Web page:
Three New Zealanders, one Australian and an Irishman sounds like the start of a bad pub joke. In reality, it nominates the nationalities of the next five voted into The Roar’s top 50 Rugby World Cup players.
In terms of positions, we have one durable lock, a cheeky first five, a combative hooker, and two of the finest centres to have graced the field.
Each nominated player has appeared in at least two of rugby’s showpiece (one made it to four), with two also captaining their sides in the tournament.
Sam Whitelock certainly fits the picture of a grizzled, hardened, country boy lock New Zealanders are accustomed to locking their scrum. He is also a surprisingly mobile and dynamic player who has proved his worth and durability time and again, including playing in all of the All Blacks’ World Cup games in 2011 (as a relative rookie) and 2015.
Whitelock heads into the 2019 tournament as the All Blacks’ most-capped lock and is in an elite club of only 20 players to have been a part of two successful World Cup campaigns.
Whitelock’s presence in the middle of the All Black pack in 2011 and 2015 played a significant role in New Zealand’s back-to-back victories. He and Brodie Retallick were without peer in the latter campaign, forming one of the greatest All Black locking duos of all time.
His lineout take from Victor Matfield at a pivotal moment in the 2015 semi-final will live long in the memory as a match-winning play from that hard-fought match. New Zealand will be hoping for more of the same from their veteran as he aims for a third World Cup victory for the All Blacks in Japan.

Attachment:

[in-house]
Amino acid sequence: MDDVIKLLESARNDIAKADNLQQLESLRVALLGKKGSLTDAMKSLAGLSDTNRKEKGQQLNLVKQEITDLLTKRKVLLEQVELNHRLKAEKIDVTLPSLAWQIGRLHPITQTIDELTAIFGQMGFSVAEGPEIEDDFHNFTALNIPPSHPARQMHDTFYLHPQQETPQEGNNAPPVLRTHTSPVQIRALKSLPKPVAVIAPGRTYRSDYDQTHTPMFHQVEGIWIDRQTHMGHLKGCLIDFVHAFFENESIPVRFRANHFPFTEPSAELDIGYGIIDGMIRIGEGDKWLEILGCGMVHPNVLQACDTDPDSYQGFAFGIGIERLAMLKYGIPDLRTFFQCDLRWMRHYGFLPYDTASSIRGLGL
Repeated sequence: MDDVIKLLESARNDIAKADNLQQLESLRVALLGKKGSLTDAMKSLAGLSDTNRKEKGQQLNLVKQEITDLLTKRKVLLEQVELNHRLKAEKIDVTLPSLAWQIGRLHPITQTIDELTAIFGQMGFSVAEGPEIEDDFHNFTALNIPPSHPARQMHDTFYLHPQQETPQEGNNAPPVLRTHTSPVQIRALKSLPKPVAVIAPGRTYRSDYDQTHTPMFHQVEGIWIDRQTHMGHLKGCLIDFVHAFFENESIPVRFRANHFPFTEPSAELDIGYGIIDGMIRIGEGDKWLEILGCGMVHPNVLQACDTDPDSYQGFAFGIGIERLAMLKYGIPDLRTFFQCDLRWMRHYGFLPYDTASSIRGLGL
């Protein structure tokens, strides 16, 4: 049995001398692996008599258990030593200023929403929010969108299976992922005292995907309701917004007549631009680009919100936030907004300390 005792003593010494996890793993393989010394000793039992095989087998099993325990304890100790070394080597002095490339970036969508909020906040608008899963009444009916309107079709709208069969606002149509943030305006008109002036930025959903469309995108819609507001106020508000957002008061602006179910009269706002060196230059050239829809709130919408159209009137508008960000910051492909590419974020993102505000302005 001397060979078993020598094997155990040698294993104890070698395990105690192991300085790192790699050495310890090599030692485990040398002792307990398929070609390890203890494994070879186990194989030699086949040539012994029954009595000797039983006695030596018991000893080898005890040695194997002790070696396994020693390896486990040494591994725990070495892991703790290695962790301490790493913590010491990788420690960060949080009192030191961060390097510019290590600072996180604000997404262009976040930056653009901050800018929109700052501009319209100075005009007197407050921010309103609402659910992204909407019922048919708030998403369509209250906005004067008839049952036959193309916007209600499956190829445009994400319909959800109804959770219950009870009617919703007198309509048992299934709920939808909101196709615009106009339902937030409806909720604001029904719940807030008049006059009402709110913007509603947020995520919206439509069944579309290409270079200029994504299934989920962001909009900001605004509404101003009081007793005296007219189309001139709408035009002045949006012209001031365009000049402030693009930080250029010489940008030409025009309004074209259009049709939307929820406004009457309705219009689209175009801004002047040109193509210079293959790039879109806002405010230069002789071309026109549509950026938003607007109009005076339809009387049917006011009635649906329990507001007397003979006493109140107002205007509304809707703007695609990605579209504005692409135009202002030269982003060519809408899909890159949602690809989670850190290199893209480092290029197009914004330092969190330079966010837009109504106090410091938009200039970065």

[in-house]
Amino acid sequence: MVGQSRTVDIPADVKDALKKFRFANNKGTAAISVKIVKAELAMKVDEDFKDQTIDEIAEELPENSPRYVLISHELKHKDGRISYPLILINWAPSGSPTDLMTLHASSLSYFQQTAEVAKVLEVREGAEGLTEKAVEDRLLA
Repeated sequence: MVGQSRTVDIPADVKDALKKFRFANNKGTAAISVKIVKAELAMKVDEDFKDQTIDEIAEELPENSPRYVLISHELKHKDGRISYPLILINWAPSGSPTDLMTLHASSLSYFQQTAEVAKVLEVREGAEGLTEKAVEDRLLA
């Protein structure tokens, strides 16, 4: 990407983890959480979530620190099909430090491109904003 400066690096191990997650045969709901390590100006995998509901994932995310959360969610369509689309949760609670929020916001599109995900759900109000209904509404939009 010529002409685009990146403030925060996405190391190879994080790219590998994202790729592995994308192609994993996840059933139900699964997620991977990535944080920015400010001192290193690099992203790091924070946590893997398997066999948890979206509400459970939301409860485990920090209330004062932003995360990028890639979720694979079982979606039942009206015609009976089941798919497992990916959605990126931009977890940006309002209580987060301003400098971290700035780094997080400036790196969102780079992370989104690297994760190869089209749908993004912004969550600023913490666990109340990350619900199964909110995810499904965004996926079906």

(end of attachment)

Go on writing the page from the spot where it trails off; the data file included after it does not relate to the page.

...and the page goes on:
They say one man’s misery is another man’s gain, and so it proved for the start of Sean Fitzpatrick’s All Black career. An injury to incumbent captain and hooker Andy Dalton in 1987 provided Fitzpatrick with an opportunity which he duly seized, playing through that tournament as David Kirk’s famous side became the first holders of the William Webb Ellis trophy.
Further luck would befall Fitzpatrick when, after a disappointing World Cup campaign in 1991, he was appointed captain the following year led his side in South Africa with fierce determination despite some up-and-down results leading into the 1995 showpiece. The All Blacks rolled through that tournament only to fall in dramatic circumstances to the Springboks in the final.
Three World Cups, one as captain, and a winner’s medal to boot certainly mark Fitzpatrick as one of the tournament’s greats.
Andrew Mehrtens was a first five who displayed rare skill for his time in the position, combining the expected prodigious kicking game with a unique attacking skill set which lit up many memorable All Black performances, none more so that at the 1995 World Cup.
His superb domestic form saw him catapulted into contention for the ’95 side where Mehrtens had a fantastic tournament, his vision and tactical awareness often setting free a rampant backline containing the likes of Jonah Lomu.
That side captured the imagination of rugby fans worldwide despite falling short in arguably the greatest final ever played. The home side finished triumphant, although Mehrtens was so close to pulling it out of the fire as a last-minute drop goal attempt drifted agonisingly wide.
Despite losing that final, Mehrtens was part of a contingent of new players to breathe life back into the All Blacks’ World Cup hopes after a dire outing – by New Zealand’s standards at least – in 1991. They set the tone for future black-clad sides, while Mehrtens himself created a template for first-five play leading into rugby’s professional era.